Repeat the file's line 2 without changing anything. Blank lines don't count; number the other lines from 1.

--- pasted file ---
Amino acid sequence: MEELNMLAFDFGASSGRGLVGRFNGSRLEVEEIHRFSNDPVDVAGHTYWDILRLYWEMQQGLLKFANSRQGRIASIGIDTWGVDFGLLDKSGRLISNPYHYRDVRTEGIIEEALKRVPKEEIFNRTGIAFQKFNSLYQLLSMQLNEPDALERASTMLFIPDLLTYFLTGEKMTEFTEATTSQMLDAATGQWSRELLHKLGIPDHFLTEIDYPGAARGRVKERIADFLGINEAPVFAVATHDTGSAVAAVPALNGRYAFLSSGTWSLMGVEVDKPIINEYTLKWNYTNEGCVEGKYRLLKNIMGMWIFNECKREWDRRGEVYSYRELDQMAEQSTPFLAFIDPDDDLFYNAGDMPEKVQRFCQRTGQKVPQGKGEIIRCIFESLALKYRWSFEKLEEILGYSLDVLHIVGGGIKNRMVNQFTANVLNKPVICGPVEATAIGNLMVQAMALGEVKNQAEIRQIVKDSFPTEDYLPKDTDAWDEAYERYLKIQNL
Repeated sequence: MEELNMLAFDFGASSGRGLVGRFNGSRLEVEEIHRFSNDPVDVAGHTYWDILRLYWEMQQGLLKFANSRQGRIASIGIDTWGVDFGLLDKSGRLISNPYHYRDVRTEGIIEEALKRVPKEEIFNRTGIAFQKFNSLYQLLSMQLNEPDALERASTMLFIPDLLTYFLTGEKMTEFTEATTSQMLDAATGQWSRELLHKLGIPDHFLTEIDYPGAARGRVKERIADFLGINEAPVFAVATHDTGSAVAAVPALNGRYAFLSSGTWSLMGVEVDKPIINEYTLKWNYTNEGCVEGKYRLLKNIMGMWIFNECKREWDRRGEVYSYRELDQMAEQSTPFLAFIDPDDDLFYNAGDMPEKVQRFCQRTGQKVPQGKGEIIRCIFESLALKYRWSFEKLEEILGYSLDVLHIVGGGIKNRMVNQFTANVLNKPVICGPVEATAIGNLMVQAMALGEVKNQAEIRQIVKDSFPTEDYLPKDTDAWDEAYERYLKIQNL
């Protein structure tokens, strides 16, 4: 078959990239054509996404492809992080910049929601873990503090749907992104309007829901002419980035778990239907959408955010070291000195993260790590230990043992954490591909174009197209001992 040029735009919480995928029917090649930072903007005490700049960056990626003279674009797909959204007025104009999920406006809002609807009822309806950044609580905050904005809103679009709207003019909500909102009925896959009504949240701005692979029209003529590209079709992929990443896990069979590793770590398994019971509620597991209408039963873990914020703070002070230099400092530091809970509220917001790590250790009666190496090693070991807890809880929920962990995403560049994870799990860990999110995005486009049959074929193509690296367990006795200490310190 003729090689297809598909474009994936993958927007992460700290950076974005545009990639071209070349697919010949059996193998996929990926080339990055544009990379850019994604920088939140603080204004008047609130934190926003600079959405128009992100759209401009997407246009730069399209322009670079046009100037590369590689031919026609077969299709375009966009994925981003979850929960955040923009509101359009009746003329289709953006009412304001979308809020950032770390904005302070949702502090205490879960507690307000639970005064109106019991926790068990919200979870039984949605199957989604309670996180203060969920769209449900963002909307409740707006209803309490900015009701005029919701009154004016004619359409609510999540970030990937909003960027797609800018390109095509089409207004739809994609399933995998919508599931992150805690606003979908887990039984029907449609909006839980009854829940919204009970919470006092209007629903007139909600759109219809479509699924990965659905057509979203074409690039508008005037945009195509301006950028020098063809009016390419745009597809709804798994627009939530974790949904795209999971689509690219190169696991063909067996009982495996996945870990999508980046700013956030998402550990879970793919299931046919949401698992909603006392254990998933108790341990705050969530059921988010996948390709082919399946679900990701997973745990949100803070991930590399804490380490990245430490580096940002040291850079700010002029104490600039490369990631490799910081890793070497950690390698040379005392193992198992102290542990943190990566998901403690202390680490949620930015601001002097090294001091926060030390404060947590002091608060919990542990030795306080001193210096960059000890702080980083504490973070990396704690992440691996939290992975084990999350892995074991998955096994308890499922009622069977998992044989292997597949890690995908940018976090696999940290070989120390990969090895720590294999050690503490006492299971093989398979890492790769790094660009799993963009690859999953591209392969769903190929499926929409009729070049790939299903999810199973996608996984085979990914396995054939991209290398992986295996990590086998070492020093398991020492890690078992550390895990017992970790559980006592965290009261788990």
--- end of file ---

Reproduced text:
Repeated sequence: MEELNMLAFDFGASSGRGLVGRFNGSRLEVEEIHRFSNDPVDVAGHTYWDILRLYWEMQQGLLKFANSRQGRIASIGIDTWGVDFGLLDKSGRLISNPYHYRDVRTEGIIEEALKRVPKEEIFNRTGIAFQKFNSLYQLLSMQLNEPDALERASTMLFIPDLLTYFLTGEKMTEFTEATTSQMLDAATGQWSRELLHKLGIPDHFLTEIDYPGAARGRVKERIADFLGINEAPVFAVATHDTGSAVAAVPALNGRYAFLSSGTWSLMGVEVDKPIINEYTLKWNYTNEGCVEGKYRLLKNIMGMWIFNECKREWDRRGEVYSYRELDQMAEQSTPFLAFIDPDDDLFYNAGDMPEKVQRFCQRTGQKVPQGKGEIIRCIFESLALKYRWSFEKLEEILGYSLDVLHIVGGGIKNRMVNQFTANVLNKPVICGPVEATAIGNLMVQAMALGEVKNQAEIRQIVKDSFPTEDYLPKDTDAWDEAYERYLKIQNL